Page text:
The data from our study shows that surgical drainage of PE, “pericardial windows”, have low diagnostic yield with only 17.2% of the patients having informative results. Our findings also show that pericardial biopsy adds even less diagnostic yield with only 2 of the patients having positive results not otherwise yielded by cytology, while 13 patients had cytology that was diagnostic. Microbiology analysis showed to be valuable in 10 of the samples in terms of identifying infection with varied organisms. Surgical drainage procedures were a 100% successful in terms of the therapeutic benefit, but the ability to diagnosis the etiology for the effusion was less effective. These findings are not well known as often the request to perform surgical drainage of the PE is to determine the cause of the PE by either tissue or fluid. Furthermore, an often-cited reason for surgical drainage of PEs is that not only fluid can be removed but also a portion of pericardium can be analyzed as well. Our results show that this reasoning is poorly supported as less than 2% of pericardium samples produced any findings that could not also be gleaned by cytology. Although the diagnostic success is low for these procedures, fortunately the complication rate is low. The mortality of the pericardial windows in this study was 0% with only 1 patient requiring conversion from a subxiphoid approach to a full sternotomy. These findings are similar to previous studies that report low mortality and morbidity with surgical pericardial procedures .
The normal pericardial sac contains up to 50 mL of fluid with anything greater being a pathologic effusion. The curvilinear pressure-volume relationship of the pericardial sac determines the hemodynamic consequences of a PE and is responsible for rapidly accumulating fluid that causes cardiac tamponade. There are numerous diseases and complications which cause PEs with the most common being idiopathic pericarditis, cancer, and hemorrhage . PE may be classified based on its onset (acute, subacute, or chronic when it has been present for greater than 3 months), distribution (circumferential or loculated), hemodynamic impact (none, cardiac tamponade, effusive-constrictive), and composition (exudates, transudate). PE is also distinguished by size as mild, moderate, and large based on echocardiographic assessment [1, 6].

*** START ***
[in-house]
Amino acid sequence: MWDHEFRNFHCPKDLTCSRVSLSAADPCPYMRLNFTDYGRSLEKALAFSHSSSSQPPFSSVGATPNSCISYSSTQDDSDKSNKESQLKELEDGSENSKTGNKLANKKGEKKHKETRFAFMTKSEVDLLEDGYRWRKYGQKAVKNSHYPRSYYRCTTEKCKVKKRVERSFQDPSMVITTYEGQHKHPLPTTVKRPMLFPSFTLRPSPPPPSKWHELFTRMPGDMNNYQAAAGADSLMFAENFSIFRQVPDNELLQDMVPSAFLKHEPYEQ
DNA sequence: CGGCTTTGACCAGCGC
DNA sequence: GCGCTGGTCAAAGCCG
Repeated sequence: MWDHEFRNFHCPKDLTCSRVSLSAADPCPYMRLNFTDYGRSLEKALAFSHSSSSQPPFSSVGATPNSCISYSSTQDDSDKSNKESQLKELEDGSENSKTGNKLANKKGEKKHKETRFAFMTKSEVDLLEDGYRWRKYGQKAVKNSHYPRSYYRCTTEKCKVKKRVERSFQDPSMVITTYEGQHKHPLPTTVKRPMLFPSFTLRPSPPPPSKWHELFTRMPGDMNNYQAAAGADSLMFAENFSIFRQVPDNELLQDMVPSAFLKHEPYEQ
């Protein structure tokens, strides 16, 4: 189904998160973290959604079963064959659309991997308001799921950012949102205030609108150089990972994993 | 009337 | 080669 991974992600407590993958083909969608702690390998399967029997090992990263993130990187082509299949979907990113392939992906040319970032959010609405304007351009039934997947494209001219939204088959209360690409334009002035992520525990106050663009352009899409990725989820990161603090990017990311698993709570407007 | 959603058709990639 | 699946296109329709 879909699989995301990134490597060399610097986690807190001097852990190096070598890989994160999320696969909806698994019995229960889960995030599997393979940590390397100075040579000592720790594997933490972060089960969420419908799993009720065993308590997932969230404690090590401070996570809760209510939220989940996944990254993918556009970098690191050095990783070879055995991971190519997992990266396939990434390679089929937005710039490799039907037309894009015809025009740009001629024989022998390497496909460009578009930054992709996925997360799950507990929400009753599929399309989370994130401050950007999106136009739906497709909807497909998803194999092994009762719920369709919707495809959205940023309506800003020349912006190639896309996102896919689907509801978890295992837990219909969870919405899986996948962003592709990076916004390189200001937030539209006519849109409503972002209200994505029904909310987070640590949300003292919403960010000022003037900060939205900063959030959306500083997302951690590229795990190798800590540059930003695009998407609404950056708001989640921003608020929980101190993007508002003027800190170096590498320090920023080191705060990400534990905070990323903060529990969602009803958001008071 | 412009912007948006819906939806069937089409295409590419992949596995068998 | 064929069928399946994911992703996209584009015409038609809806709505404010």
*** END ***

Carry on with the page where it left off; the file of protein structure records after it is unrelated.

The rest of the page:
The pathophysiology of the development of PE has been described as resulting from any pathological process causing an inflammatory process with the possible increased production of pericardial fluid. Another mechanism for the formation of pericardial fluid may be decreased reabsorption due to increased systemic venous pressure as a result of congestive heart failure or pulmonary hypertension (transudate) . The most common cause is often unknown as most of the PEs are idiopathic. Although the subxiphoid approach for surgical drainage has been our preferred method there are alternative approaches. The creation of a “pericardial window” can be done through a thoracotomy [8, 9] or video-assisted approach [10, 11]. The procedure is generally low risk with a low complication rate and rare mortality.
Surgical pericardial drainage procedures allow for removal of PE that may lead to tamponade physiology and potential mortality. Although there is therapeutic benefit from these procedures there is only a small (17.2%) diagnostic benefit. It is important that all clinicians be aware of these findings to appropriately set expectations.
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LV and HI – data collection. LL – data analysis and paper writing. AL – paper writing. All authors read and approved the final manuscript.
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Permission to proceed with the research has been given by the IRB committee at our institution.
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This project is a retrospective review of patients who have undergone surgical drainage procedures. No individual information for patients will be published or reported.
The authors declare that they have no competing interests.